95 years ago today, George Gershwin’s Rhapsody in Blue, a mix of classical music with modern effects written for piano and jazz band, premiered in New York City. Commissioned by conductor Paul Whiteman for a concert entitled “An Experiment in Modern Music,” the 26-year-old Gershwin composed the 9-minute piece on a train ride to Boston—and it became one of the most popular and well known of all American concert works. LEARN More about the amazing moment, and hear the piece… (1924)

“IT WAS on the train, with its steely rhythms, its rattle-ty bang, that is so often so stimulating to a composer – I frequently hear music in the very heart of the noise. … And there I suddenly heard, and even saw on paper – the complete construction of the rhapsody, from beginning to end… I heard it as a sort of musical kaleidoscope of America, of our vast melting pot, of our unduplicated national pep, of our metropolitan madness.”

Many important and influential musicians attended that day and witnessed Gershwin on piano, including Rachmaninoff, Stravinsky, Stokowski, and John Philip Sousa. The ventilation system in the concert hall was broken and—late into the concert—people in the audience were losing their patience, until the clarinet glissando that opened Rhapsody in Blue was heard.

Gershwin in 1937

The New York Times reported, “The audience was stirred and many a hardened concertgoer excited with the sensation of a new talent finding its voice. … There was tumultuous applause for Gershwin’s composition.”

In 1955, the great composer Leonard Bernstein wrote: “The themes are terrific, inspired, God-given. I don’t think there has been such an inspired melodist on this earth since Tchaikovsky.”

WATCH the lush filmmaking and sounds in this 1945 clip of Rhapsody In Blue, starring Robert Alda (Alan Alda’s father) as Gershwin, with Paul Whiteman conducting his band. The biopic traces Gershwin’s rise to fame, from his first big hit “Swanee”, performed by Al Jolson, playing himself.

Fun Trivia: The opening clarinet glissando came into being at rehearsal when, as a joke on Gershwin, Whiteman’s virtuoso clarinetist exaggerated the opening measure adding what he considered a humorous touch to the passage. Gershwin told him to play it that way at the concert and to add as much wailing as possible. (Photo of album cover by Piano-Piano! –CC license)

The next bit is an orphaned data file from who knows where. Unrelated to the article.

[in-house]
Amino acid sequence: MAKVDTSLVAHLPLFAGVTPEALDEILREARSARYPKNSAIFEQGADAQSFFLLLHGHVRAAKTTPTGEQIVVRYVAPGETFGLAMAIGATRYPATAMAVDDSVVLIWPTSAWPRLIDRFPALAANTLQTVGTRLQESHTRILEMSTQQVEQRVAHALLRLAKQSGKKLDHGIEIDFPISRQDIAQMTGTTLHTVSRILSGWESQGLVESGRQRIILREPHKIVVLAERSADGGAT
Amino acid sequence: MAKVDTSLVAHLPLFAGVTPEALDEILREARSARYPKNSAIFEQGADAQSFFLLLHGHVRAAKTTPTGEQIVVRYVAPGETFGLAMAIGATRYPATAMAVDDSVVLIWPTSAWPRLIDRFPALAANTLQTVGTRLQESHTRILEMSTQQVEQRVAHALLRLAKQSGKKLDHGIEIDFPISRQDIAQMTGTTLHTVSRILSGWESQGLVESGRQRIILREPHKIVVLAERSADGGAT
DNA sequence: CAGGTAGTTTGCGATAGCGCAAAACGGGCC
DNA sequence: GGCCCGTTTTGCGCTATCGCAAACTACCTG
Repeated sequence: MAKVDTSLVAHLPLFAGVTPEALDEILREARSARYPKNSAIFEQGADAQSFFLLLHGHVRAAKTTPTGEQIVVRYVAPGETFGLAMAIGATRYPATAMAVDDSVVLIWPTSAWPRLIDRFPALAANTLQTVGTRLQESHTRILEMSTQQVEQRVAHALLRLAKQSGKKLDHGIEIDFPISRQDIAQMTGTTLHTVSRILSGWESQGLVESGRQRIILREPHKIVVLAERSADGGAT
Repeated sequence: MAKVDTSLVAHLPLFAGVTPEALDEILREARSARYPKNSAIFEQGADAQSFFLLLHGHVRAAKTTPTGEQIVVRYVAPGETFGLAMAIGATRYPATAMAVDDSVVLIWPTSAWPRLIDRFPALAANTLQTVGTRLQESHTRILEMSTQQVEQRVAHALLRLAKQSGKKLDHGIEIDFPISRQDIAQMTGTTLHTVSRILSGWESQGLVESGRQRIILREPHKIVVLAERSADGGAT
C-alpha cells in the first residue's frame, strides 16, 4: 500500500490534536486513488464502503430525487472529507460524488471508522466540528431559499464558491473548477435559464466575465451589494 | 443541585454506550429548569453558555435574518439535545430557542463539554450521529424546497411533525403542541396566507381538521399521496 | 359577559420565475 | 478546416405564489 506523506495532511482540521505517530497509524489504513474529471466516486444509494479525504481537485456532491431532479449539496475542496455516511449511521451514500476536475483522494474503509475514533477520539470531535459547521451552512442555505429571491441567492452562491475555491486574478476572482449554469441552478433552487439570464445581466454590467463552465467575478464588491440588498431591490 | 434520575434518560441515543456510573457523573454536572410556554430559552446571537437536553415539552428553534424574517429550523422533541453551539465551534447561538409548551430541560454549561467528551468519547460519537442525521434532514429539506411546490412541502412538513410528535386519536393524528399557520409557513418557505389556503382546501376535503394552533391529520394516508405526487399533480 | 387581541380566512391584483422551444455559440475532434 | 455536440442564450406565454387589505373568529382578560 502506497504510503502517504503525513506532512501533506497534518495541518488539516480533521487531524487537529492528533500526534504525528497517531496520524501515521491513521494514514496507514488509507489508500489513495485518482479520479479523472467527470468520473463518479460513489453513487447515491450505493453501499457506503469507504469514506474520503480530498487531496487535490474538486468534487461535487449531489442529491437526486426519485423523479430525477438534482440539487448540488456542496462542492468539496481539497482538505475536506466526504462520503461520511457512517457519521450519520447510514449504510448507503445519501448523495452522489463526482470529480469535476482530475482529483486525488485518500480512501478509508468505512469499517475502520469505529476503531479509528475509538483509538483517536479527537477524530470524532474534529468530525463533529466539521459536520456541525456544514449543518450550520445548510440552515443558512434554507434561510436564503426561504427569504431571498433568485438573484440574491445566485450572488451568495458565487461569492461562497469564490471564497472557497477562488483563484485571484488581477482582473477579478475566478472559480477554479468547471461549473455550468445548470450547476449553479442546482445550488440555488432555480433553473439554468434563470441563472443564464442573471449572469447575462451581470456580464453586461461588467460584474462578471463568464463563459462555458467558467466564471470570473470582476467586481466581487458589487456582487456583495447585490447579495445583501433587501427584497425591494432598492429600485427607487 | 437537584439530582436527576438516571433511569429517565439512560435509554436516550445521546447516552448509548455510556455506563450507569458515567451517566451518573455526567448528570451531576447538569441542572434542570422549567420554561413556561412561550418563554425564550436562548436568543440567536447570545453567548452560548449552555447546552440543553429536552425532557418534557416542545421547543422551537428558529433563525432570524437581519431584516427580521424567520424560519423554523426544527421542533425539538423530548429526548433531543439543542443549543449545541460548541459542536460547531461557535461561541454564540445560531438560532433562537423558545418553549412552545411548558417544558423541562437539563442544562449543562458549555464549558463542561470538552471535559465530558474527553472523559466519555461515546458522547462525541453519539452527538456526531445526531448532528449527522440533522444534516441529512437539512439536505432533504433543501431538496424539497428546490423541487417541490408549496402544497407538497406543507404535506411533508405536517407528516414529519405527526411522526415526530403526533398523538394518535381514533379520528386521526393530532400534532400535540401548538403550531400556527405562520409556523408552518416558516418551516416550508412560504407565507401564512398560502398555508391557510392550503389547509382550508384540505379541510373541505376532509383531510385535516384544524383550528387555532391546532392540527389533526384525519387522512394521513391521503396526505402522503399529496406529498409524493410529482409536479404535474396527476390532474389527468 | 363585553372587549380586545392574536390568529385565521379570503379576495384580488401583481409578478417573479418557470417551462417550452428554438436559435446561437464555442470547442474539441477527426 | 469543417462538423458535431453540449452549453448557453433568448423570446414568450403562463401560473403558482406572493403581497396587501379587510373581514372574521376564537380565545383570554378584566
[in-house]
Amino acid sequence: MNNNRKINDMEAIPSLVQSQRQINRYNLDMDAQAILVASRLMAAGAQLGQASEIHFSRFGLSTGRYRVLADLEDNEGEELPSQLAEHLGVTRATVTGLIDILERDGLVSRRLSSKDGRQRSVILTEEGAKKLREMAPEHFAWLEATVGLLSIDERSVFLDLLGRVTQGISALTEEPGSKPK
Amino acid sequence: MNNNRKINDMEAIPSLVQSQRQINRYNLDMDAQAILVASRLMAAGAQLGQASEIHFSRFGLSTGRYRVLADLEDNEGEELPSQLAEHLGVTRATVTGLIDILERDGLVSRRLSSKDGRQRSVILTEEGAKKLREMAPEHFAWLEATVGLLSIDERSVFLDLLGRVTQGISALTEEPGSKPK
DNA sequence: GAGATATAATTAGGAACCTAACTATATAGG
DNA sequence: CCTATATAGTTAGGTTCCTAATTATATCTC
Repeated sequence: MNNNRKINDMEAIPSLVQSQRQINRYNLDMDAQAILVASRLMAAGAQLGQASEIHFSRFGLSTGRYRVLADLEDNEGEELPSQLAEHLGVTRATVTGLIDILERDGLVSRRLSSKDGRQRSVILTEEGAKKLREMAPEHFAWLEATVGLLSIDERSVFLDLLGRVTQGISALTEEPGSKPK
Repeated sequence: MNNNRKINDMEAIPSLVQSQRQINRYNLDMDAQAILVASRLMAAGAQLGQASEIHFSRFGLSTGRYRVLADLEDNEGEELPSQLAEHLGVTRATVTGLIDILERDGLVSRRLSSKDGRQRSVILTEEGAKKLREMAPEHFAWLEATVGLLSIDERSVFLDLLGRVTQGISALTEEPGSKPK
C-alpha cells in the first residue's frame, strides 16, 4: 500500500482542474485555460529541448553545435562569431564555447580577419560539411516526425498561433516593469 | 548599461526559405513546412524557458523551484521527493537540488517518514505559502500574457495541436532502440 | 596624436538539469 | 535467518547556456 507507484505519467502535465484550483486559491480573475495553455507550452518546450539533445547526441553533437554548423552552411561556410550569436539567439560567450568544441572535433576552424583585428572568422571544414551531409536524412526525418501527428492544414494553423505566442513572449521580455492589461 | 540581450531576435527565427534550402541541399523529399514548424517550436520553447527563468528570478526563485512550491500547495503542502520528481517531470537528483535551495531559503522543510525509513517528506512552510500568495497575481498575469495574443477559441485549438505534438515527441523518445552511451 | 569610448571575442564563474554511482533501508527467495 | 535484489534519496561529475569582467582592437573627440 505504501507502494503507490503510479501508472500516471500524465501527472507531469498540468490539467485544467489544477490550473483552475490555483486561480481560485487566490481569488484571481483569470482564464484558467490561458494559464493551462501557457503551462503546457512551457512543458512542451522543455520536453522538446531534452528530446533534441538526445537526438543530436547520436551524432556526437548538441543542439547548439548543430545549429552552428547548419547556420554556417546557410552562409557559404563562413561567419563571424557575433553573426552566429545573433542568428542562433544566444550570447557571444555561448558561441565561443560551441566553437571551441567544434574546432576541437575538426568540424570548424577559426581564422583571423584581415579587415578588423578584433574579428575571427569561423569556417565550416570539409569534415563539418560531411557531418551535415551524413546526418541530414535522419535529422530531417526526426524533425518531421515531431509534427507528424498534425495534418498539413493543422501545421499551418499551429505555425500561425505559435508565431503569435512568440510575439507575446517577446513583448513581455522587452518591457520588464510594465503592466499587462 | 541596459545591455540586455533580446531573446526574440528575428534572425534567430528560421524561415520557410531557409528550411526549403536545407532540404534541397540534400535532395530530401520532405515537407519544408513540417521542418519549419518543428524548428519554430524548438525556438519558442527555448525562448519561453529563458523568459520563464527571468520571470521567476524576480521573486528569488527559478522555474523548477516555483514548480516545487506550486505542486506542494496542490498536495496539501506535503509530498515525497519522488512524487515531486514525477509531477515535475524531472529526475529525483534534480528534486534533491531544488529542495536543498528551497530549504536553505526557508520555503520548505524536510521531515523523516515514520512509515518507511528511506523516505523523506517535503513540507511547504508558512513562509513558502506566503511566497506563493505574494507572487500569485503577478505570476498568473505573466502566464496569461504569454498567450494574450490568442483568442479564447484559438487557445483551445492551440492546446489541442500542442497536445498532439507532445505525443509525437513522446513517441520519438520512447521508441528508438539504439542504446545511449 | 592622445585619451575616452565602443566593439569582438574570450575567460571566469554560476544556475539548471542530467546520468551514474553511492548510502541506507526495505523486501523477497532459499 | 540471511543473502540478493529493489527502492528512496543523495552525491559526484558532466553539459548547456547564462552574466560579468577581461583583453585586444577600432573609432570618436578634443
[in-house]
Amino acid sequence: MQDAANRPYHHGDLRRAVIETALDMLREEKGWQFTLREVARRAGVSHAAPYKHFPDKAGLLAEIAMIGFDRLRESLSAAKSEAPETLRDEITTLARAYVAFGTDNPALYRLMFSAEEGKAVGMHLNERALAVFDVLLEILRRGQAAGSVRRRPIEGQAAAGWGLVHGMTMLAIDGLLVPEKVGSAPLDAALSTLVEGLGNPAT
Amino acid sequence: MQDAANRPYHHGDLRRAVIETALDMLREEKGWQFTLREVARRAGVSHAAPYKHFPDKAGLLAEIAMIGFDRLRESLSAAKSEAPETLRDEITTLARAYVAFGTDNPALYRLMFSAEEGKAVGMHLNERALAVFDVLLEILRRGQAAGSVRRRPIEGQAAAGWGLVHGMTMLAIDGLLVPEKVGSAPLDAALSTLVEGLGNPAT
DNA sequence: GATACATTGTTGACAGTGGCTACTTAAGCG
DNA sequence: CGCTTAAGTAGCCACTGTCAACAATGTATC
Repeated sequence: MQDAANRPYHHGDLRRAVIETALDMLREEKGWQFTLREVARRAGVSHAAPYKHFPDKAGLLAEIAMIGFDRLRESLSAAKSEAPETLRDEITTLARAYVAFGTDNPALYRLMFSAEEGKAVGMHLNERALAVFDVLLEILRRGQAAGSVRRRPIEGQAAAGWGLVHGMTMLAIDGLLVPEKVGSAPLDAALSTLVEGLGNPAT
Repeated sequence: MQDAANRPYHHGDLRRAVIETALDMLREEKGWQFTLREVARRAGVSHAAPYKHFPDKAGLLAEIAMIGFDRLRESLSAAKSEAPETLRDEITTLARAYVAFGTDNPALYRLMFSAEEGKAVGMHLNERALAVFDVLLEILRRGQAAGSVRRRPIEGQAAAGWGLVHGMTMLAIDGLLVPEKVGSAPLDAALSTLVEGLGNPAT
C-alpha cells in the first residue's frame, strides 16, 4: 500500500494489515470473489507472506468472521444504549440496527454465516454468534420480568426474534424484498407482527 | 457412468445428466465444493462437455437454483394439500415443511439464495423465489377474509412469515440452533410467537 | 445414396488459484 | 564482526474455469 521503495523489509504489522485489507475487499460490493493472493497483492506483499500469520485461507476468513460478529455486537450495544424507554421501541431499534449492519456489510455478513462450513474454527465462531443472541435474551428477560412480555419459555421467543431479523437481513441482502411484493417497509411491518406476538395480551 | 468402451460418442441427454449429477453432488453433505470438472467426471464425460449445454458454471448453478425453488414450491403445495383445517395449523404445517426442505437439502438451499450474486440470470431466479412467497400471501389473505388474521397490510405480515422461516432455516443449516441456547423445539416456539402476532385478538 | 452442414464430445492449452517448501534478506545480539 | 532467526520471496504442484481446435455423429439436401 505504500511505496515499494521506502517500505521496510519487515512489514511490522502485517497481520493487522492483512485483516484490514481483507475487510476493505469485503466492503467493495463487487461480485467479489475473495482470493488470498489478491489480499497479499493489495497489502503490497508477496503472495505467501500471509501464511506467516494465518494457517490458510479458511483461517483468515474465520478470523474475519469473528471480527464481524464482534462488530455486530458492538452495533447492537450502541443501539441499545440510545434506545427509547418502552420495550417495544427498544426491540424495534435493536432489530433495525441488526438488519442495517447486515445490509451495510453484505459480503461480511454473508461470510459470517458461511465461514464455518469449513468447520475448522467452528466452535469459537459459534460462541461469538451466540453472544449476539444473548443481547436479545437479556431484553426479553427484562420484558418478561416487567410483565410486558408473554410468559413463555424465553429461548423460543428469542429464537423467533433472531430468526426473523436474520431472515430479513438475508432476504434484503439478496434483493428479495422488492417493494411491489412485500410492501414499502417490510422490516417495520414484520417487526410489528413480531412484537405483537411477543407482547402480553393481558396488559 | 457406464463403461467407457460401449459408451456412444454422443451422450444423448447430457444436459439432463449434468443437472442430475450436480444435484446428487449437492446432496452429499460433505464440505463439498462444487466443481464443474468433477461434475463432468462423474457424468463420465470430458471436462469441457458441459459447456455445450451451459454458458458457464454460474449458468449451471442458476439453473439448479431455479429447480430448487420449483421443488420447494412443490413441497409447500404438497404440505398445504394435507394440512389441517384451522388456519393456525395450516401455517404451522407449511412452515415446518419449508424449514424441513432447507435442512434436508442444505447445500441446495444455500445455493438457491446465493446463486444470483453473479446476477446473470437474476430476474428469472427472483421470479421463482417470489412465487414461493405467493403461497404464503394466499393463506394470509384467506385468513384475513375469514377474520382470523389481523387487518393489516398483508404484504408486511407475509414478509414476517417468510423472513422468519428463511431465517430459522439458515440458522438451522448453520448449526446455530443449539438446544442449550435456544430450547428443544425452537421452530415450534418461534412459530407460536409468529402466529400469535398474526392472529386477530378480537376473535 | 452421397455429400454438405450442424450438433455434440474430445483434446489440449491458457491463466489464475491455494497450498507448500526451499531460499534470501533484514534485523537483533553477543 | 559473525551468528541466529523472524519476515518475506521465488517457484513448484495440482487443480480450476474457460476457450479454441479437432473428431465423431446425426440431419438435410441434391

MORE Good News on this Date:

  • Women gained the right to vote in the Utah Territory (1870)
  • First indoor ice rink in North America opened in Madison Square Garden (1879)
  • The 16th president of the United States, Abraham Lincoln, was born (1809)
  • Abraham Lincoln‘s birthday was declared a national holiday (1892)
  • The National Association for the Advancement of Colored People (NAACP) was founded (1909)
  • The first stone of the Lincoln Memorial is set into place in Washington, D.C. (1914)
  • Construction on the Gateway Arch began in St. Louis (1963)
  • Al Green topped the US singles chart for the only time with Let’s Stay Together, which was ranked by Rolling Stone magazine as the 60th greatest song of all time (1972)

And, on this day in 1809, Charles Darwin, the Father of evolutionary science whose 1859 book The Origin of Species introduced the concept of natural selection, was born.


He learned the art of taxidermy from a freed black slave before studying at Christ’s College in Cambridge. While studying the adaptations of finches on a Galapagos island, he first observed the signs of evolution.

Happy 81st Birthday to Judy Blume the writer of children’s books and young adult fiction. Her titles, including ‘Are You There God? It’s Me, Margaret’ and ‘Tales of a Fourth Grade Nothing,’ have sold over 82 million copies and been translated into 32 languages.

2009 photo by Carl Lender, CC license

Blume has been named a Living Legend by the Library of Congress for her appeal spanning several generations of adolescent readers. (1938)

Also, on this day in 2010, PBS aired In Performance at the White House: A Celebration of Music from the Civil Rights Movement.

Dyan shakes Obama's hand

A concert to honor Black History month, Bob Dylan performed his 1964 anthem, The Times They Are a Changin’ for the first time in 30 years and President Obama joined the likes of Smokey Robinson and Joan Baez on stage to sing the finale, Lift Every Voice. Watch two video highlights from the show here.


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